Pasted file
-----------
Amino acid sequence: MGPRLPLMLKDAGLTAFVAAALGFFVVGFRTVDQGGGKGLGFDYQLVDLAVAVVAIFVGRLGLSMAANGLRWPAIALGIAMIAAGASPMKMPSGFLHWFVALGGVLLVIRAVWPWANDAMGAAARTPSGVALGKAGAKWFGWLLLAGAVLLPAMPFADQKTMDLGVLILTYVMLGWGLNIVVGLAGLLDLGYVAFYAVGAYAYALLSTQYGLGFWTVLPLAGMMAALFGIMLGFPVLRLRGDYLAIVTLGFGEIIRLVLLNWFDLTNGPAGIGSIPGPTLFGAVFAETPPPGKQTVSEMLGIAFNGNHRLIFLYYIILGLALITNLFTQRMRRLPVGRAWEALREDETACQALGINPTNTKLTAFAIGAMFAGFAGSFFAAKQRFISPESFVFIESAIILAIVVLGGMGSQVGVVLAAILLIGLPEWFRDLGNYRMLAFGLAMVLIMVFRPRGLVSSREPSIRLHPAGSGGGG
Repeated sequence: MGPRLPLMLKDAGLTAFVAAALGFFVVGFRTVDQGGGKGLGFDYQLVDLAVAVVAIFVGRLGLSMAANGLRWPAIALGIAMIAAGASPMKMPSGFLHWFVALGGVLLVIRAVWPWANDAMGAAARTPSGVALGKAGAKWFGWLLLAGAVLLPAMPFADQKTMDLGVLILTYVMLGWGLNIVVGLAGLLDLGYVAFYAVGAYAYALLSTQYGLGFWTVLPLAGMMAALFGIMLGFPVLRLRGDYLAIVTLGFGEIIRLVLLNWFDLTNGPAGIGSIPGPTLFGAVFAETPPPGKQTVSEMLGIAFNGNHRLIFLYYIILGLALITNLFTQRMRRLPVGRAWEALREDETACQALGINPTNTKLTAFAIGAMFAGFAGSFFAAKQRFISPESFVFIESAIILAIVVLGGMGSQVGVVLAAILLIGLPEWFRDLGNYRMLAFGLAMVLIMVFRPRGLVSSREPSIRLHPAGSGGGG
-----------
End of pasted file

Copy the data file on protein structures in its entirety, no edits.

Amino acid sequence: MGPRLPLMLKDAGLTAFVAAALGFFVVGFRTVDQGGGKGLGFDYQLVDLAVAVVAIFVGRLGLSMAANGLRWPAIALGIAMIAAGASPMKMPSGFLHWFVALGGVLLVIRAVWPWANDAMGAAARTPSGVALGKAGAKWFGWLLLAGAVLLPAMPFADQKTMDLGVLILTYVMLGWGLNIVVGLAGLLDLGYVAFYAVGAYAYALLSTQYGLGFWTVLPLAGMMAALFGIMLGFPVLRLRGDYLAIVTLGFGEIIRLVLLNWFDLTNGPAGIGSIPGPTLFGAVFAETPPPGKQTVSEMLGIAFNGNHRLIFLYYIILGLALITNLFTQRMRRLPVGRAWEALREDETACQALGINPTNTKLTAFAIGAMFAGFAGSFFAAKQRFISPESFVFIESAIILAIVVLGGMGSQVGVVLAAILLIGLPEWFRDLGNYRMLAFGLAMVLIMVFRPRGLVSSREPSIRLHPAGSGGGG
Repeated sequence: MGPRLPLMLKDAGLTAFVAAALGFFVVGFRTVDQGGGKGLGFDYQLVDLAVAVVAIFVGRLGLSMAANGLRWPAIALGIAMIAAGASPMKMPSGFLHWFVALGGVLLVIRAVWPWANDAMGAAARTPSGVALGKAGAKWFGWLLLAGAVLLPAMPFADQKTMDLGVLILTYVMLGWGLNIVVGLAGLLDLGYVAFYAVGAYAYALLSTQYGLGFWTVLPLAGMMAALFGIMLGFPVLRLRGDYLAIVTLGFGEIIRLVLLNWFDLTNGPAGIGSIPGPTLFGAVFAETPPPGKQTVSEMLGIAFNGNHRLIFLYYIILGLALITNLFTQRMRRLPVGRAWEALREDETACQALGINPTNTKLTAFAIGAMFAGFAGSFFAAKQRFISPESFVFIESAIILAIVVLGGMGSQVGVVLAAILLIGLPEWFRDLGNYRMLAFGLAMVLIMVFRPRGLVSSREPSIRLHPAGSGGGG